This interview was conducted by a high school senior for her writing class.
What made you want to become a writer?
I have been writing stories since grade school (read “The Budding of a Writer”). But, I didn’t start writing for publication until my 30s. I began with nonfiction DIY (do-it-yourself) articles and motivational pieces. I didn’t think I could write fiction until I joined our local writers’ guild and received encouragement from fellow writers and authors. Now I have four novels, a book of devotions, a food book, an anthology, and a coloring book.
What are the challenges you face everyday with writing?
Until November 2016, my biggest challenge was finding the time to write, as I worked full-time. I had to fit it in whenever I could. The ideas were there, but not the time. Now that I’m retired I can devote much more time to the craft.
What motivates you to complete your books?
My books are Christian drama, adventure, romance, with a little mystery thrown in. With every book or story, I try to end with a good moral, encouraging or uplifting thought or principle to share. For instance, my first novel is about a family of seven abandoned children who must separate to survive. It’s a coming-of-age story as the middle child searches for and finds true love. The message is hope and love in the midst of despair.
So, my motivation is to find something that motivates, encourages, inspires, or provokes the reader to thought. In so doing, perhaps they will find answers to some of their own questions.
Have you ever had writer’s block? what helped you get out of it?
Writer’s block has never been a problem for me. I see stories in everything, and when I do, I jot them down. I always keep a notebook with me, and when it isn’t there, there’s a handy note app on my phone. I write down fun names of people and places, or descriptions, or ideas as they pop up. For instance, the lady in charge of the orphanage in my second book, Love Looks Back, is a skinny spinster with straw-like, wispy hair piled on top of her head like a bird’s nest. She has a beak for a nose on which her wire-rimmed glasses keep slipping down. I saw this lady on a cruise. I made mental note of her and sketched her so I would remember. Later, I heard a couple of names that fit her perfectly, Marva Smarkel (actual names – two different people). I keep a notepad by my bed for the same purpose, as many times, I will get ideas in the middle of the night (or have a wonderful dream)!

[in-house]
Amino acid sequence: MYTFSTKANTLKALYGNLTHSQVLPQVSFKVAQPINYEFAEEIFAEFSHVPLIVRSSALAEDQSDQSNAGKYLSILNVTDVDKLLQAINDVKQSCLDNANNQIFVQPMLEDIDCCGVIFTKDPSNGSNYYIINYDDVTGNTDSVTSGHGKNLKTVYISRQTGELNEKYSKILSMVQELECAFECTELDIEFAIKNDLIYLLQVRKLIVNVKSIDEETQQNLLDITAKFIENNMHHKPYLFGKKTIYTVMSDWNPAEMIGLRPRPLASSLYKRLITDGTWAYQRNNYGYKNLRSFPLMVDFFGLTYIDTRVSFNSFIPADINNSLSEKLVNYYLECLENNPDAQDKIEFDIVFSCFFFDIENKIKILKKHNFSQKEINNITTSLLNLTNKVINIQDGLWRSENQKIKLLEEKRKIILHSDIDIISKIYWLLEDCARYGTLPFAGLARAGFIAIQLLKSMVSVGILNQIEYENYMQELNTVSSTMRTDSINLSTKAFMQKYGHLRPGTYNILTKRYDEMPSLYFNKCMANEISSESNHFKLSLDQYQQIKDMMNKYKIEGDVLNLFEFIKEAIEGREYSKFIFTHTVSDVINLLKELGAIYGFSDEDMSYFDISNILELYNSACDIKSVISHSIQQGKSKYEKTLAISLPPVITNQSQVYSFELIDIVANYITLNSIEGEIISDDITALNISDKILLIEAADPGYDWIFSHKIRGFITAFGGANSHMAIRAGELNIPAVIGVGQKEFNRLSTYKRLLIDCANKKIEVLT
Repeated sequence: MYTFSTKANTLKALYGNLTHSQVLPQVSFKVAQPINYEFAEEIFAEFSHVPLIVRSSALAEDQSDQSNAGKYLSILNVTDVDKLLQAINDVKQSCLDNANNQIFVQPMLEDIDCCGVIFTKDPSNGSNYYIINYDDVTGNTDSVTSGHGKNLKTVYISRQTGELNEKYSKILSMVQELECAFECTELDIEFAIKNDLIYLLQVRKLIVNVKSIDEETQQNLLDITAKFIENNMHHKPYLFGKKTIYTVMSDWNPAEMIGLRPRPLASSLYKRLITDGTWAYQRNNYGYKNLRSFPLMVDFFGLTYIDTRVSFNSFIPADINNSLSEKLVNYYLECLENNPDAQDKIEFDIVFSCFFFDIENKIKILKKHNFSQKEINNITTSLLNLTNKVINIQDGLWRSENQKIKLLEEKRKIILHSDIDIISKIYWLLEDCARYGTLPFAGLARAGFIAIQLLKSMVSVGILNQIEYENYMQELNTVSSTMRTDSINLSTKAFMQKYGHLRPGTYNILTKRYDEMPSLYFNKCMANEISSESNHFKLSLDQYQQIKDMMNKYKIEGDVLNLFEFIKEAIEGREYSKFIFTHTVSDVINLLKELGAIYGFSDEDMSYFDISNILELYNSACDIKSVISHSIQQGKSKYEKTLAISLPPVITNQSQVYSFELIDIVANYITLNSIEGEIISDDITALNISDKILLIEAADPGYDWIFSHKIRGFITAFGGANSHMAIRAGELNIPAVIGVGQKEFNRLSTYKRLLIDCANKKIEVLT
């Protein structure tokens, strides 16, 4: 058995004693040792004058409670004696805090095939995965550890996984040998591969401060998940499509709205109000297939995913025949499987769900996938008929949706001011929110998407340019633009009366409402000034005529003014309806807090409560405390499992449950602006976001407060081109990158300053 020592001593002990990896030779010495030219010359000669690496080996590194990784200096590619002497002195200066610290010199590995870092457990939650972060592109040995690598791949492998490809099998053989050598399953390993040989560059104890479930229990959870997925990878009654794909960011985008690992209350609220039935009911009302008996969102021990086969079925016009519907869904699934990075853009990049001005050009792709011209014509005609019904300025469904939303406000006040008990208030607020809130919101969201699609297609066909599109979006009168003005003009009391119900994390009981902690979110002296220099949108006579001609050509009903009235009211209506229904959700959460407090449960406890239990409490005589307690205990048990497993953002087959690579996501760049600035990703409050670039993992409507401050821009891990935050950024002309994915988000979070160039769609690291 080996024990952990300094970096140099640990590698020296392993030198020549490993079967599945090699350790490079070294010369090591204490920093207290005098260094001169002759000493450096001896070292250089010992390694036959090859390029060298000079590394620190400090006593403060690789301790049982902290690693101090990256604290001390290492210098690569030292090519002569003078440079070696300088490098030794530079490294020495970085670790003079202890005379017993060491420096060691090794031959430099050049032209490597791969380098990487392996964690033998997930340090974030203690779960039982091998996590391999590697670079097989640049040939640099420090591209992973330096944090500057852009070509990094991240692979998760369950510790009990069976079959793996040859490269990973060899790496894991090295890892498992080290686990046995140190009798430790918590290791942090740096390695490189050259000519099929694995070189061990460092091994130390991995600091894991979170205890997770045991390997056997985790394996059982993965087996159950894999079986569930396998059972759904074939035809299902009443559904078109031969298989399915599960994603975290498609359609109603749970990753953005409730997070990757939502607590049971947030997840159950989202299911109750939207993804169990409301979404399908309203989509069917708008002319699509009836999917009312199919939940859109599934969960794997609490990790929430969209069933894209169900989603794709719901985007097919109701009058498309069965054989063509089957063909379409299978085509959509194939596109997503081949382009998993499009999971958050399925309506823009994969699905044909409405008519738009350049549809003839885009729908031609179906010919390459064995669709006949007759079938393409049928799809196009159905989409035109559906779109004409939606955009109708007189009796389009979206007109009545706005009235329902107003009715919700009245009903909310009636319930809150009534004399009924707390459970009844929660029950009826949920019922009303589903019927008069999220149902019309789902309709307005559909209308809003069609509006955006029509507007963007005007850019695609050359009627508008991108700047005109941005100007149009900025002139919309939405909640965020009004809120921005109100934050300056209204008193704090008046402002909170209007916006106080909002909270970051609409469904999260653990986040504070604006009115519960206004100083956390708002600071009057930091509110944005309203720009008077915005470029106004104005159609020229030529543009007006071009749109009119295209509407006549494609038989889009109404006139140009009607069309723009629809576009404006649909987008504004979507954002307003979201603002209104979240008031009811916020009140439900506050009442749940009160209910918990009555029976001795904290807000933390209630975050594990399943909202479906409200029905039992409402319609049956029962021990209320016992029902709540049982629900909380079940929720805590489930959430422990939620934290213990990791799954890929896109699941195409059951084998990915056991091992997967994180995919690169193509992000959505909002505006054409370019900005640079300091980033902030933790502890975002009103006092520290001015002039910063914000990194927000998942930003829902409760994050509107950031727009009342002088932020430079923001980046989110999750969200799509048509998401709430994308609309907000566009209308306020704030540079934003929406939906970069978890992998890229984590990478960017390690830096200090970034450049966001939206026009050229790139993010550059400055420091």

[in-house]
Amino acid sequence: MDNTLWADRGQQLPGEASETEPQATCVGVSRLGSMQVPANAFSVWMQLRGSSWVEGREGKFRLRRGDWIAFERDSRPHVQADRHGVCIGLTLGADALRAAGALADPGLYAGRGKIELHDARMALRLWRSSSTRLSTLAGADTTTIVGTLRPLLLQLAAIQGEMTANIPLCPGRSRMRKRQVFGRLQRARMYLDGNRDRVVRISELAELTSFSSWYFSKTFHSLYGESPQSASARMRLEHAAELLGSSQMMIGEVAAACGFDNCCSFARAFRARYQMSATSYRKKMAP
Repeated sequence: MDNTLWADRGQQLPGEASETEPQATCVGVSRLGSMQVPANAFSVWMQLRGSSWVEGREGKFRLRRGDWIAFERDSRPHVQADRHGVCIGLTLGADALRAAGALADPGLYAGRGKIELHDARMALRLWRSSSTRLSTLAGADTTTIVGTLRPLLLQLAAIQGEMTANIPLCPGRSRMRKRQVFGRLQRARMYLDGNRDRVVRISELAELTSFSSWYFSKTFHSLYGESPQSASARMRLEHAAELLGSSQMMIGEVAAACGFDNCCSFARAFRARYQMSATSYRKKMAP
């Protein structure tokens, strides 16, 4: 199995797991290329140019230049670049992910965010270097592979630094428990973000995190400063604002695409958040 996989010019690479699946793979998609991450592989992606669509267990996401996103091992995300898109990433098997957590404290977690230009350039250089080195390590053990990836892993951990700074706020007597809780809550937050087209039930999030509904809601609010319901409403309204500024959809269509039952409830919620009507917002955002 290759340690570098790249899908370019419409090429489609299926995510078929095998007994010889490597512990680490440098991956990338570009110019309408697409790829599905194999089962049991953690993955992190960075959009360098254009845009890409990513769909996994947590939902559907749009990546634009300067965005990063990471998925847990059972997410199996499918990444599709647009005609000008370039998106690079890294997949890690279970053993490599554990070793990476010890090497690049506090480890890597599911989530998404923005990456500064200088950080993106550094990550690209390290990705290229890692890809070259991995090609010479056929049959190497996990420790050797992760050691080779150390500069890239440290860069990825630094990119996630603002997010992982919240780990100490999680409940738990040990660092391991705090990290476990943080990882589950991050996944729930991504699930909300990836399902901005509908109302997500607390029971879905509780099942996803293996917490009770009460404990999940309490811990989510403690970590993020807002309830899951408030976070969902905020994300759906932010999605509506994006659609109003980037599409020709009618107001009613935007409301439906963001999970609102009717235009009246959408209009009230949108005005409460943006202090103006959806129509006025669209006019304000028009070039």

How do/did you gain your creativity to be an author?
Again, I think it’s just being attentive to everything around you. Look for ideas in people, places, happenings. Think, “but what if….??” Think of what could happen. If it’s nonfiction that you write, look for ways to motivate people, describe how to do something, etc. Tell what you know.
Do you believe writing helps with stress?
Of course. Writing takes you to your own world where you “think” the people in it will do everything you tell them to do. As many writers will tell you, your characters often have a mind of their own, and sometimes surprise you. Sounds weird, but yeah, it happens, and when it does, you are living in a world you have created.
What have you learned from writing your books?
I’ve learned a lot of the technical ends – the plotting, the planning, the research — oh, so much research. When I wrote my first novel, someone asked me what time period it was in. I had no idea. What audience are you trying to reach? Hmmm…didn’t think about it. Where did it happen? What part of the world? Again– no clue. These were all things I had to think about in the re-write. Also, I had to research after I decided the time period was in the 1930s –had certain items, such as the electric fence, even been invented yet? Research was a big one for me.
Attending a writer’s guild/club helps as well because other writers help hone your skill, your grammar, punctuation, style. You learn much from rubbing shoulders with other writers who have gone through the process already.
What’s your advice on how to write a good book?
First and foremost — READ what you would like to write about. Do you write mysteries? Read some of the great mystery writers. Thrillers? Read Stephen King or some others – see their style. It’s not that you are going to copy their style, but you get a feel of how they describe things, how they show action instead of telling about it. Once you get an idea – start writing down everything you can. Don’t worry about complete sentences at first. Get an outline or put it on index cards, sticky notes, Evernote, or whatever to get your thoughts on paper. You will come back to it later for revision a few times. Then start your research for the things you don’t know. Then, find a good writing group (there are many online too) where you can bounce ideas off of others, get good critiques and focus on your skills.